Supper is our favorite Halloween tradition. That’s really saying something, since we’re the crafty sort of people who start making our costumes before summer is even over and have been planning our son’s first Halloween costume since before he was even born. (We’re doing a Jurassic Park theme this year, and he’s a baby dinosaur. I’ve been working hard on his baby triceratops costume for awhile, and I think it’s come together pretty well! I just hope I finish before tomorrow.)
We love the whole trick-or-treating concept (and trunk-or-treating, our church’s version) and being neighborly with friends while watching the little ones have too much fun, too late at night, and with too much candy. We enjoy all of these things, but we don’t like them nearly as much as we love Halloween supper. And that’s because on Halloween, we eat our supper straight out of a pumpkin.
This annual feast began a few years ago, back when I lived in New York and my husband, Bill, made the trek up to see me from Marine Corps Base Quantico as often as possible. No matter what, he made it for Halloween. Halloween in New York is unlike Halloween anywhere else and worth experiencing like a local at least once in your life. The whole city seems to celebrate it, and watching children file in and out of all the neighborhood stores on Broadway only heightens the communal enthusiasm.
As a childless adult living in a building that was as childless too, I had to look for Halloween goodness elsewhere. I found it in Ruth Reichl’s pumpkin soup. It’s really more like a gratin: Cheesy, bready, pumpkiny deliciousness baked and presented rather gloriously in the gourd itself.
Ruth’s original recipe calls for heavy cream, toasted baguette, and a good swiss to be layered together in a hallowed-out pumpkin and baked for two hours at 300 degrees. After making it the first time, we decided to slightly alter the recipe to ensure we didn’t celebrate our next Halloween in a clogged artery-enduced grave. Now we use chicken broth and whole milk in the place of the cream, and it works like a charm.
The basics are pretty easy: Hollow out a flat-bottomed food pumpkin (an important note, because if you use a Jack-o-Lantern pumpkin, as we once did purely by mistake, it’s not delicious, not at all) and toast up a good baguette. Don’t use whole wheat. I’ve tried it, it doesn’t work as well.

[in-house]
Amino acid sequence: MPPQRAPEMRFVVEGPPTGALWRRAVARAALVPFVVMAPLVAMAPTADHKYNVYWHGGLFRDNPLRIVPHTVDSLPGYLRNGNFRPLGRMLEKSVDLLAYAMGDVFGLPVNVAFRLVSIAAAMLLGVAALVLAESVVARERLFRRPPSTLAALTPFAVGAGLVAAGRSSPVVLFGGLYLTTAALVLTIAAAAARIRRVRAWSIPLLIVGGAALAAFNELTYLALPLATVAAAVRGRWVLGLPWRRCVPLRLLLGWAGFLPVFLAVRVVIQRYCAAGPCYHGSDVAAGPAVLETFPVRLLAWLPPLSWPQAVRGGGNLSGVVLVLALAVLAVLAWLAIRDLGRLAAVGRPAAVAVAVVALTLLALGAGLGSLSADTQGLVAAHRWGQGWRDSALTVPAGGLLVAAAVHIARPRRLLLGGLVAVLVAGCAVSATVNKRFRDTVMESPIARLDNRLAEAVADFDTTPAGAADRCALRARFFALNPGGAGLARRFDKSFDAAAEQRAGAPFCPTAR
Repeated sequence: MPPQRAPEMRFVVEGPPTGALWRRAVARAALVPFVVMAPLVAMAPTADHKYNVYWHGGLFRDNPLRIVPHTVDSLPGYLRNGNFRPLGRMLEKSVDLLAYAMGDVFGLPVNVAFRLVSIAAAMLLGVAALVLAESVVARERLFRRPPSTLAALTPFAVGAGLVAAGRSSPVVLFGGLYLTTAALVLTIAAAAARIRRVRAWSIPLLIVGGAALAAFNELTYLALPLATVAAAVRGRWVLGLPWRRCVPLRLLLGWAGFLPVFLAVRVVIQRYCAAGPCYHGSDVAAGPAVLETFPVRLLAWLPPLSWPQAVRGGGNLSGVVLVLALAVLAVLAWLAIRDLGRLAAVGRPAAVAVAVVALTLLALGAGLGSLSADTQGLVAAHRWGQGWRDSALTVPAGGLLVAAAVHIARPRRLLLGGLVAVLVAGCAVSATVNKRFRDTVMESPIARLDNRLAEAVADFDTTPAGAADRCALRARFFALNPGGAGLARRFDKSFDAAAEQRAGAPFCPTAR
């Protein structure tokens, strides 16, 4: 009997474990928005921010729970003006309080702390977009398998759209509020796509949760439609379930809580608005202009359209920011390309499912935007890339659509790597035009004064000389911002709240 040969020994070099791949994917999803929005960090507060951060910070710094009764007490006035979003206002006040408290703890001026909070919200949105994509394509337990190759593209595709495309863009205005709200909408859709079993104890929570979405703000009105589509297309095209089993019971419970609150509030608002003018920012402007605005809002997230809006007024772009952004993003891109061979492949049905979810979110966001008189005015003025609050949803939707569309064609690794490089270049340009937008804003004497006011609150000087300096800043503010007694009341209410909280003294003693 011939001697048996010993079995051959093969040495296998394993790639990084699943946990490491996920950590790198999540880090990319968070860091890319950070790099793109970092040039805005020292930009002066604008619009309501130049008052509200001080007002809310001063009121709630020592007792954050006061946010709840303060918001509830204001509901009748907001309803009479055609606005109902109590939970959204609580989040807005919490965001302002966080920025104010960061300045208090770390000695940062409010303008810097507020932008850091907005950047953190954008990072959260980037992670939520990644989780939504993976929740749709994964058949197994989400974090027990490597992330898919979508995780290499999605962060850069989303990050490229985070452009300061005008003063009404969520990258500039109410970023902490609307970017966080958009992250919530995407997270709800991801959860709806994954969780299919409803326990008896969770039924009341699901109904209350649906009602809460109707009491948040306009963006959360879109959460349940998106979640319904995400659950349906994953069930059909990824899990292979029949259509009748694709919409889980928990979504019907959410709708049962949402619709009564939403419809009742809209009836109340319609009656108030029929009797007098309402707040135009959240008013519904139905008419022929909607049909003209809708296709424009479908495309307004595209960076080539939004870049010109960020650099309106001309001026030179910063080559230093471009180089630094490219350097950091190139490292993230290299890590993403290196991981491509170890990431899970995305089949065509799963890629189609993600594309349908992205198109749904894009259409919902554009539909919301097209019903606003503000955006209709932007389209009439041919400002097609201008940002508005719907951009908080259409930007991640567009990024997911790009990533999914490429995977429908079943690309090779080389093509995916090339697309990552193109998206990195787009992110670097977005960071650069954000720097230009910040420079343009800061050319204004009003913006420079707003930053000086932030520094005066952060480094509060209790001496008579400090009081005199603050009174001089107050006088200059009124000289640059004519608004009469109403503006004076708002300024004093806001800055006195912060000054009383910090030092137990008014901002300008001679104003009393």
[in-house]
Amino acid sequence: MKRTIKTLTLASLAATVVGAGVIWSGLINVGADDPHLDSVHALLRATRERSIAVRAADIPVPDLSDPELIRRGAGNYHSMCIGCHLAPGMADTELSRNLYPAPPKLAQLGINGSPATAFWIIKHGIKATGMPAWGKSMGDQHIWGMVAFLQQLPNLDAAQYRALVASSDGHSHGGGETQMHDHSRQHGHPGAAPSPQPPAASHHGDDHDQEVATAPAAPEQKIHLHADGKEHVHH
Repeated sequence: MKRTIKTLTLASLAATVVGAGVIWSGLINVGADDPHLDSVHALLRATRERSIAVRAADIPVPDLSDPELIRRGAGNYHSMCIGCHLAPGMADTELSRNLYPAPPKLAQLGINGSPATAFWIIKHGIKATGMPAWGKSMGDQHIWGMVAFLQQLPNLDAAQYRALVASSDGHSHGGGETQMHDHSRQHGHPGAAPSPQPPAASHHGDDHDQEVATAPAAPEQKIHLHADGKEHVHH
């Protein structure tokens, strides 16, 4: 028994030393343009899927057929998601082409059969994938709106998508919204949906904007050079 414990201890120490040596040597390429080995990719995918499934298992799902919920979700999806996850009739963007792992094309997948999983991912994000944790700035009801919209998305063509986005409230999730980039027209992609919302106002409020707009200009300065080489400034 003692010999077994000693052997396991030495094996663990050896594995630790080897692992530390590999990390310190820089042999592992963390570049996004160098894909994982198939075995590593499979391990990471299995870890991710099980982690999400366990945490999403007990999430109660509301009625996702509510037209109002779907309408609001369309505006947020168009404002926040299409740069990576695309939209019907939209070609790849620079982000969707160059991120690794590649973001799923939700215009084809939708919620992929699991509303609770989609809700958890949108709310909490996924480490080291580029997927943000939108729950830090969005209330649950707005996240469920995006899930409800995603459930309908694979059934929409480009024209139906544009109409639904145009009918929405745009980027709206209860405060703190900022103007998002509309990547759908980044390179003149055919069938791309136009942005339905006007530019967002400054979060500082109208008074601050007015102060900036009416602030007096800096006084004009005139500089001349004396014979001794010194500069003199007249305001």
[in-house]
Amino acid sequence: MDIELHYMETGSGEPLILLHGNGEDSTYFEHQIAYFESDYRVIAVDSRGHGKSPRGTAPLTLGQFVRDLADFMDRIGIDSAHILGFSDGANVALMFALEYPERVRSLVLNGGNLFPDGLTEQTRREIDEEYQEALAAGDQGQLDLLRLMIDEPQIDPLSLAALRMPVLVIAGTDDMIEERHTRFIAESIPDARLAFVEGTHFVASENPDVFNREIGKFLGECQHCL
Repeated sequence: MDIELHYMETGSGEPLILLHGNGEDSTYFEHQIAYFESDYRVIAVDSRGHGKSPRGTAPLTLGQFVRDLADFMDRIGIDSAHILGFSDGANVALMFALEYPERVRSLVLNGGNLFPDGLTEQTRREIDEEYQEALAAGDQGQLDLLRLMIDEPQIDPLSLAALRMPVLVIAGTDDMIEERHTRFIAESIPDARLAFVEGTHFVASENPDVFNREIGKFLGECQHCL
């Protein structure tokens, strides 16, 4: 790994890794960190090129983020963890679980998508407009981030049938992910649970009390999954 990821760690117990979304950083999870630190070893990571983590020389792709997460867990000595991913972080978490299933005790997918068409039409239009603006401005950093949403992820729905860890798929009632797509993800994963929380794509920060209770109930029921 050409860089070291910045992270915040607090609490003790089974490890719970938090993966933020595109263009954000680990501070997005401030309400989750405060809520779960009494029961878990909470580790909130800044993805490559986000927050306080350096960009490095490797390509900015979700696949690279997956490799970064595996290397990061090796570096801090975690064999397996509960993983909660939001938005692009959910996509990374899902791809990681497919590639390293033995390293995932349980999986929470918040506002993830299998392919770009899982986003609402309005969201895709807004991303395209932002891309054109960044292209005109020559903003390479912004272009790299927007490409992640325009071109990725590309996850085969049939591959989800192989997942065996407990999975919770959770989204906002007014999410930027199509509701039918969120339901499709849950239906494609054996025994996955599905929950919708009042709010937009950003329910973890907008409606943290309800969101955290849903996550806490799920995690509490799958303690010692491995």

Preheat your oven to 300 degrees and, while the oven warms up, layer the toast and cheese inside the pumpkin. Fill it all the way up to the top. There is no such thing as too much cheese! Or toast! Or cheesy pumpkin toast!
Now for the liquid, you can do as Ruth does and go for the heavy cream, or you can substitute as you see fit. We’ve found about a cup and a half of liquid does the job for one small pumpkin, and we use an even split between milk and chicken stock. Add a little salt, pepper, and nutmeg to the mix, and pour it over the cheese and bread.
Put the lid on the pumpkin and gently brush the pumpkin with a little oil. It helps it stay pretty when it bakes.
As for cheeses, we do a mix of Emmental and Gruyer with a little brie layered in for fun, which gives it a rich, creamy depth the heavy cream never did. As you scoop the soup/gratin out, you pull the pumpkin flesh with it, and the whole thing is just sumptuous. We serve it with crispy fried sage and, when I really have my act together, candied bacon.
An equally delicious and more savory variation would be to use blue cheese in the place of brie and sourdough instead of baguette, and I can’t help thinking that the crunch of pepitas would add a welcomed fanfare on top or maybe some pistachios.
While we largely pass up the candy at this point (except Swedish Fish and Mike and Ikes, which I consume in quantities that would make my dentist squirm), this pumpkin feast is one we look forward to every year as our big treat on Halloween. As much as Jack-o-Lanterns on our front porch and welcoming the neighbors’ kids in costume, our meal-in-a-pumpkin has come to mark Halloween for us. It’s an ooey, gooey ode to fall, and one I can’t wait to dig into tonight.
Tell me: What do you fix for dinner on Halloween night? Do you have anything special planned tonight?